Dunyazad said to her, “Allah upon thee, O my sister, an thou be other than sleepy, finish for us thy tale that we may cut short the watching of this our latter night!” She replied, “With love and good will!” It hath reached me, O auspicious King, the director, the right-guiding, lord of the rede which is benefiting and of deeds fair-seeming and worthy celebrating, that the Syrian and the three ladies ceased not to persevere in the drinking of wine until the noon o’ night, at which time he would not distinguish between masculine and feminine from the excess of his wine-bibbing, so he said to one of the three, “Allah upon thee, O my lady, what may be the name of thee?” She replied, “I am hight ‘Hast-thou-seen-aught-like-me?’” Whereat he exclaimed, “No, Walláhi!” Then he up-propped himself on his elbow and rising from the ground said to the second, “Thou, O my lady, and life-blood of my heart, what is thy name?” She answered, “I am hight ‘Never-sawest-thou-my-like,’” and he replied, “Inshallah — what Allah willeth — O my lady Never-sawest-thou-my-like.” Then said he to the third, “And thou, O dearling of my heart, what may be the name of thee?” And said she, “I am hight ‘Look-at-me-and-thou-shalt-know-me.’” When he heard these words he cried out with a loud outcry and fell to the ground saying, “No, by Allah, O my lady Look-at-me-and-thou-shalt-know-me.”380 But when the three women regarded him his reason was upset and they forced upon him more wine-bibbing whilst he cried to them, “Fill for me, ho my lady Never-sawest-thou-my-like, and thou too, my lady Hast-thou-seen-aught-like-me, and eke thou, O my lady Look-at-me-and-thou-shalt-know-me.” And they drove him to drink still more until he fell to the ground without a vein swelling381 for he had become drunken and dead drunk. When they saw him in this condition they doffed his turband and crowned him with a cap, and fringes projecting from the peak,382 which they had brought with them; then they arose and finding in his room a box full of raiment and ready money, they rifled all that was therein. Presently they donned their dresses and, waiting until the door of the Wakalah was opened after the call to the morning-prayer, they went their ways and the Veiler vouchsafed them protection383 and they left the Syrian man in his room strown as a tried toper and unknowing what the women had done with him of their wile and guile. Now when it was the undurn-hour he awoke from his crapula and opening his eyes, cried, “Ho my lady Never-sawest-thou-my-like! and ho my lady Hast-thou-seen-aught-like-me! and ho my lady Look-at-me-and-thou-shalt-know-me!” But none returned to him any reply. Then he pulled himself together and glanced carefully around but his sight fell not upon anyone beside him, so he arose and went to the box wherein he found never a single thing. This restored him to his right senses and he recovered from his drink and cried, “There is no Majesty and there is no Might save in Allah, the Glorious, the Great: this be a judgment they have wrought forme.” Then he went forth still wearing the tall fringed cap and knowing nothing of himself and, when he had issued from his caravanserai, he cried to everyone he met in the streets, “I am seeking Hast-thou-seen-aught-like-me?” and the men would reply, “No, I never sighted the like of thee;” and to a second he would say, “I am looking for one Never-sawest-thou-aught-like-me;” and the other would answer, “Indeed, I never beheld thy fellow;” then he would ask a third, “Hast thou seen one Look-at-me-and-thou-shalt-know-me?” and the questioned would answer, “Indeed, I have looked at thee but I know thee not at all.” And he ceased not wandering about, bonnet on head, and everyone who met him by the way returned to him the like replies until he came upon a party of folk who were in front of a barber’s booth.384 There he cried upon them also, “Ah! Hast-thou-seen-aught-like-me! and Ah! Never-sawest-thou-my-like! and Ah! Look-upon-me-and-thou-shalt-know-me!” Hereat, understanding that he was touched in brain and this was a judgment that had been wrought upon him, they seized him and forced him into the barber’s shop and bringing a mirror set it in his hands. When he looked therein he found a fool’s cap upon his head, so forthwith he tore it off and took thought and said to those present, “Who of you can guide me to those three women?” They said to him, “O Syrian, march off with thyself to thy own land for that the folk of Egypt can play with the egg and the stone.”385 So he arose without stay and delay; then, taking what provaunt was sufficient for the way and what little of fine raiment had been left to him, he quitted Cairo intending for his own country. Now the Emir hearing this tale of the Shahbandar wondered thereof with extreme wonderment and said to the Gentleman, “An thou have finished do thou fare forth and go about thy business.” Accordingly he went from him still garbed in gaberdine and bonnet on head when the house-master asked his wife, “Who of them here remaineth with thee?” And she answered, “Have patience and I will bring thee the third.” So she arose and opening another closet summoned the Flesher and taking him by the hand, whilst he was ashamed and abashed, led him till he stood before her spouse and the poor fellow availed not to raise his eyes from the ground. Presently the husband considered him and knew him and was certified that he was Such-and-such the Chief Butcher and head of the craft, so he said to him, “Ho thou the clever one, do thou dance for us a wee and after that tell us a tale.” Accordingly he stood up and clapped hands and fell to dancing and prancing till such time as he dropped down for fatigue; after which he said, “O my lord, I have by me a tale anent the craft and cunning of women.” Asked the other, “And what may it be?” and the Butcher began to relate the tale of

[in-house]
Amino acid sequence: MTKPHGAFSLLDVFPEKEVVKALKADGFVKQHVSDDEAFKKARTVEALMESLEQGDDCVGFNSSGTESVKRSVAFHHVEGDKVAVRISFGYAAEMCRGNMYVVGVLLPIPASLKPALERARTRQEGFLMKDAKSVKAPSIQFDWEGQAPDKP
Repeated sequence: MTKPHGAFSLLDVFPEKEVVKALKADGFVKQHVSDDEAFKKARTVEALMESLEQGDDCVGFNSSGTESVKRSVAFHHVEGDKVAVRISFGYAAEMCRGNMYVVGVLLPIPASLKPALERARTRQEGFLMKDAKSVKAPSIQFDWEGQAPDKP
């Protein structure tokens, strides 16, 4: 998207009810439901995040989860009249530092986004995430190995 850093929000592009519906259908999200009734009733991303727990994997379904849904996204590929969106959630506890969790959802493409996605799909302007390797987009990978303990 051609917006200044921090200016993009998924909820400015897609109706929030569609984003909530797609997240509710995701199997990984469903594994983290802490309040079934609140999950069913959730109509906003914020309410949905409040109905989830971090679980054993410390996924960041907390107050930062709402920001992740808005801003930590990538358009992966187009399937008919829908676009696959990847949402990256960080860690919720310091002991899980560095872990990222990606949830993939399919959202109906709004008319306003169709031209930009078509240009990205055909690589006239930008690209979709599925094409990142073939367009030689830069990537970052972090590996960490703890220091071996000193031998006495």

380 He cried out thinking of the mystical meaning of such name. So {Greek letters}, would mean in Sufí language — Learn from thyself what is thy Lord; — corresponding after a manner with the Christian “looking up through Nature to Nature’s God.”

381 The phrase prob. means so drunk that his circulation had apparently stopped.

382 This is the article usually worn by the professional buffoon. The cap of the “Sutarí” or jester of the Arnaut (Albanian) regiments — who is one of their professional braves — is usually a felt cone garnished with foxes’ brushes.

383 In Arab. “Sabbal alayhim (for Alayhinna, the usual masc. pro fem.) Al-Sattár”=lit. the Veiler let down a curtain upon them.

384 The barber being a surgeon and ever ready to bleed a madman.

385 i.e. Can play off equally well the soft-brained and the hard-headed.

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Last updated Wednesday, March 12, 2014 at 13:31